Safe Harbour NY kicks off in Montgomery County
FONDA — County employees and community partners participated in a Safe Harbour NY kickoff event on Tuesday at the Department of Social Services.
Safe Harbour supports counties in developing their capacity to identify youth who have been trafficked, sexually exploited, or are at risk of victimization. The program also works to meet identified service needs of these youth.
“It’s extremely important that we continue outreach and education on the topic,” county executive Matthew L. Ossenfort said.
“We have to be aware that these incidents can and do exist in small communities like Montgomery County.”
Child and Family Services specialist I Karen Sessions of the state’s Office of Children and Family Services led the training. She provided an overview of the program, discussed outreach opportunities and elicited a discussion among 30 participants. County employees from the Department of Social Services, Sheriff’s Office, Youth and Veterans’ Services and Data Processing were in attendance. Community partners from St. Mary’s Hospital, Catholic Charities, Fulmont Community Action Agency and Danielle’s House also attended.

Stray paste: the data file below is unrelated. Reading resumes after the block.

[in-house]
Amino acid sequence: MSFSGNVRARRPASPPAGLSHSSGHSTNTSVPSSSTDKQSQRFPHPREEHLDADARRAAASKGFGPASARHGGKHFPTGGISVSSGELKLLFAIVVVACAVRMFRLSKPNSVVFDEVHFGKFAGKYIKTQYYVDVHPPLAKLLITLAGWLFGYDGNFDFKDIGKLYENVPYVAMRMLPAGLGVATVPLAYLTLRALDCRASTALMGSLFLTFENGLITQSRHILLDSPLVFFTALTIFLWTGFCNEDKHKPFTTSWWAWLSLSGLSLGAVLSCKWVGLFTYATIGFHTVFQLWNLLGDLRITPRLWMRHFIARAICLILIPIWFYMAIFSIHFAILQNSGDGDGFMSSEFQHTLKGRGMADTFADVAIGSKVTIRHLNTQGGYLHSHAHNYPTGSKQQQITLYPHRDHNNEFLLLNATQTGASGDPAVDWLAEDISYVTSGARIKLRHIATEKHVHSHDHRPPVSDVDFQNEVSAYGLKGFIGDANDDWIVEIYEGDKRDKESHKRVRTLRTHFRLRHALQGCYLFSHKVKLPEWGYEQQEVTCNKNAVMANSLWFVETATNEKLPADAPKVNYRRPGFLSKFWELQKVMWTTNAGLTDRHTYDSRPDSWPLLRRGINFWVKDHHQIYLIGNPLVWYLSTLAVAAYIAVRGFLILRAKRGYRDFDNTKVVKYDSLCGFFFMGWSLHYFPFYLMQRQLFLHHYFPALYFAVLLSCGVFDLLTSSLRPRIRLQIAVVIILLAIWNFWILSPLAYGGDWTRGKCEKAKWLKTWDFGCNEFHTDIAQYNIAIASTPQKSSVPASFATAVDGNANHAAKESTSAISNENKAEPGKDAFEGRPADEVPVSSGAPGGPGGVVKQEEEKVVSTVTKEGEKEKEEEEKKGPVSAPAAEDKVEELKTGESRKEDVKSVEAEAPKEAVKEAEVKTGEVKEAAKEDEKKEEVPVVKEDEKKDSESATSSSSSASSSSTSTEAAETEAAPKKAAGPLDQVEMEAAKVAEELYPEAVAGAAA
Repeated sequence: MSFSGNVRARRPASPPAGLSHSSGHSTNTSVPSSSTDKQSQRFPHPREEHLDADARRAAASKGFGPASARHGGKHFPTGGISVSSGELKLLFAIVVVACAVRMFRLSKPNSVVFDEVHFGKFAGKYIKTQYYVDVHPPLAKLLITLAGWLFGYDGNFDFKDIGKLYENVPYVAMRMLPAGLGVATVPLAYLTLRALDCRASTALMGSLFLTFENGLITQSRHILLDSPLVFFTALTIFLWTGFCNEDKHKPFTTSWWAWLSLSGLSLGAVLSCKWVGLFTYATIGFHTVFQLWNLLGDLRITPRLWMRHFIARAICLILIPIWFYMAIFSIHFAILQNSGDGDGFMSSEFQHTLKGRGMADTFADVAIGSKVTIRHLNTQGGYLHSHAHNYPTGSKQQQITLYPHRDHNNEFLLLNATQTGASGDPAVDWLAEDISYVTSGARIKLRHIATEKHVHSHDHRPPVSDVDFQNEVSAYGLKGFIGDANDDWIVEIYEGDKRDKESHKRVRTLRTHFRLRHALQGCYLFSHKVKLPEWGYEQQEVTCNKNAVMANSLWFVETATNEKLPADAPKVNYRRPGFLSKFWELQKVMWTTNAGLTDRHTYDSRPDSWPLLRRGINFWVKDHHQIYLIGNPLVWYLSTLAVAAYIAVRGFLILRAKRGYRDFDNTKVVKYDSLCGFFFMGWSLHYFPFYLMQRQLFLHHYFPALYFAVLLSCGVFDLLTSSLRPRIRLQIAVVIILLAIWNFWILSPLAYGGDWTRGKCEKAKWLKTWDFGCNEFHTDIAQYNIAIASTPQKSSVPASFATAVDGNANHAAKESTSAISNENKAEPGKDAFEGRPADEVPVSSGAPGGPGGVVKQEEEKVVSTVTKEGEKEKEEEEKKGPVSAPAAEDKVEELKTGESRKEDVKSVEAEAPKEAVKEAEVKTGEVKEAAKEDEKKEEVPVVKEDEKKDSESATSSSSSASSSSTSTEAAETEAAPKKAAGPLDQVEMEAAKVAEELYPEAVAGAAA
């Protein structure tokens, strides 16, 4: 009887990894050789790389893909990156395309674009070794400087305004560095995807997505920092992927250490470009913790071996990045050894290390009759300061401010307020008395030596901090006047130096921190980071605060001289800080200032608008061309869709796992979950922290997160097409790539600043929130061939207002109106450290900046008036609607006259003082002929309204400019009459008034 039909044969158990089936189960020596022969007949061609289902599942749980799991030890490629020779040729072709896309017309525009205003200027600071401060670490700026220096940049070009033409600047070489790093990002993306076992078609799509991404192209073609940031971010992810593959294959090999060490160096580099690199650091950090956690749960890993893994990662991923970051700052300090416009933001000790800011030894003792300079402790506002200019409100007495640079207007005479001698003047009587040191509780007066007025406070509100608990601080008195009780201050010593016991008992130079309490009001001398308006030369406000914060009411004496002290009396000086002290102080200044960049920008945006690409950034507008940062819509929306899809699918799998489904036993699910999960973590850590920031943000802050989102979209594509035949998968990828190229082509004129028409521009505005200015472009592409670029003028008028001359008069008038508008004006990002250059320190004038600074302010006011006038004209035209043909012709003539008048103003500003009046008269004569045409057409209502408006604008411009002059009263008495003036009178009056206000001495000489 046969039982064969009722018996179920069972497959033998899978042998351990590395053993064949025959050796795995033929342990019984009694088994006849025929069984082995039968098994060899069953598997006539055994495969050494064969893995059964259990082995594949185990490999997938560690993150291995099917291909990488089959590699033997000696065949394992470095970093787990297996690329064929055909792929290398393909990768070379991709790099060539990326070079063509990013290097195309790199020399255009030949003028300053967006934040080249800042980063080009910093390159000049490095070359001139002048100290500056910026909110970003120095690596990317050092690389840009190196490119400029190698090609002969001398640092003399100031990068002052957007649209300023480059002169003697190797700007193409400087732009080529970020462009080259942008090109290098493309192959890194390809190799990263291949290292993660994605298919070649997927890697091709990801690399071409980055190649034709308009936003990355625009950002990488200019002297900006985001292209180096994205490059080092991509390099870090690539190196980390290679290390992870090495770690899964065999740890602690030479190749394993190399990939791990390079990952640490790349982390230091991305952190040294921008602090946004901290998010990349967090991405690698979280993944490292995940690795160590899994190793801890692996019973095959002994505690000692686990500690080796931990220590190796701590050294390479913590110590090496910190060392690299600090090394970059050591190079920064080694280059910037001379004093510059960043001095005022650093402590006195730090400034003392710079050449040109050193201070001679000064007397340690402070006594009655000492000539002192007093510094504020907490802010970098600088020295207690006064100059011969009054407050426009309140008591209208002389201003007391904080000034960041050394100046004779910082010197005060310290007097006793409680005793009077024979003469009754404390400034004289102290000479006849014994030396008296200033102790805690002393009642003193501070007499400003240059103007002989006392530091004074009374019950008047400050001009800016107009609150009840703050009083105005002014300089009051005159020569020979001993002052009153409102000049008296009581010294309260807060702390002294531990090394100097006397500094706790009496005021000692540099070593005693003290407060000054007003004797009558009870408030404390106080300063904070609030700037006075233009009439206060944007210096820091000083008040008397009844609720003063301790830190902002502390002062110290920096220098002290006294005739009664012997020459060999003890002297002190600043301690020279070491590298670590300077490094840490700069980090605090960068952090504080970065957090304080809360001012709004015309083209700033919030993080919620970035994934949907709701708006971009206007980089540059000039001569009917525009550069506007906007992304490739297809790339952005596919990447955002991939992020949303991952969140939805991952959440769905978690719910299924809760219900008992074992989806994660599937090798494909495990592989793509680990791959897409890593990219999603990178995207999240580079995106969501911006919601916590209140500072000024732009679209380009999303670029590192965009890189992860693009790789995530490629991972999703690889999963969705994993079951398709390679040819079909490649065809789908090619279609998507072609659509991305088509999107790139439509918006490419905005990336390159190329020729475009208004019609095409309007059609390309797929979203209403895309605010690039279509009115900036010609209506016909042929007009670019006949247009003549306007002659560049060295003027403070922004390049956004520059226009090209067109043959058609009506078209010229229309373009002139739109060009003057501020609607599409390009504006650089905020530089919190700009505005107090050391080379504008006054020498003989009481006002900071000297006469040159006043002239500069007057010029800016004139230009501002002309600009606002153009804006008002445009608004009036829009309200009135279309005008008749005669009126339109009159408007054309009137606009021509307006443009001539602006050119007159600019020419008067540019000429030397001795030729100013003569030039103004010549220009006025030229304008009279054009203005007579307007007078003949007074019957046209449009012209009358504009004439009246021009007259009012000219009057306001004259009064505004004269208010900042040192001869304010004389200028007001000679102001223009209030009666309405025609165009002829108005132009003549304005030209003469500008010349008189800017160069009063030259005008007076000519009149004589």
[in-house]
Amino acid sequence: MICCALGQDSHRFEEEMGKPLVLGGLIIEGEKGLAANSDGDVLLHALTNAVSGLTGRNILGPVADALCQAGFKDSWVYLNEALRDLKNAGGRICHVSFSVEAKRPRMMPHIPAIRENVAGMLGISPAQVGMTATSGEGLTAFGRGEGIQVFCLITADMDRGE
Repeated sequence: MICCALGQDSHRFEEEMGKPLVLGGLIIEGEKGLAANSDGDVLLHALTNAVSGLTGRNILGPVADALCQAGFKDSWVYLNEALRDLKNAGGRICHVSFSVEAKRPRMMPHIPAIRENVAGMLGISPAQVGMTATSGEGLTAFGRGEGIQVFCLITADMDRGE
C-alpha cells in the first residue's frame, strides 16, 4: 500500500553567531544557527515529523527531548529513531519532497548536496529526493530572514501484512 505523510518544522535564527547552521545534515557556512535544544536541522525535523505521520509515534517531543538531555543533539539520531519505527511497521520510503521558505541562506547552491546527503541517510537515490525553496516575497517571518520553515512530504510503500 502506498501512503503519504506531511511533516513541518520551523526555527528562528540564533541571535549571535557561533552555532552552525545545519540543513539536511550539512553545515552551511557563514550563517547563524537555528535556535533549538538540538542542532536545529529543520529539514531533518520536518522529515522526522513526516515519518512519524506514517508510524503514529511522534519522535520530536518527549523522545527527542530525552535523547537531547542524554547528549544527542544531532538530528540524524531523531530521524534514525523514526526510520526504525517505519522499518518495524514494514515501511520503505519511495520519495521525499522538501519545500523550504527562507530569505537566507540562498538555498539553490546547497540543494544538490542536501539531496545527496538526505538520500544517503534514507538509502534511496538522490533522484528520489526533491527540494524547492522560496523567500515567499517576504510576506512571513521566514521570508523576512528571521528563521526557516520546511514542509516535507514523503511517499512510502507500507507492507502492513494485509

The county was allocated seed money in 2017 and 2018 to provide awareness campaigns and training around sexually exploited youth and human trafficking. Department of Youth and Veterans’ Services executive director Brenda Rava was responsible for overseeing the funds. She organized initial outreach through billboards, speaking at youth hangouts, and holding Look Beneath the Surface, a free community event at Fulton-Montgomery Community College. The event brought awareness to human trafficking and sexual exploitation of youth and included the powerful story of a survivor of human trafficking.
“Over the past two years we have really opened some eyes to the topic,” Rava said.
In 2019, Montgomery County will transition into its first Safe Harbour program year after receiving a $43,000 grant. The funds will be used to continue education, provide training to relevant professionals , and form a critical team who will continue to increase awareness and education on the topic. DSS will manage the program.
“I’m really impressed with the partners who came today to learn about youth trafficking,” county Department of Social Services commissioner Michael McMahon said. “I hope they will commit to join the critical team.”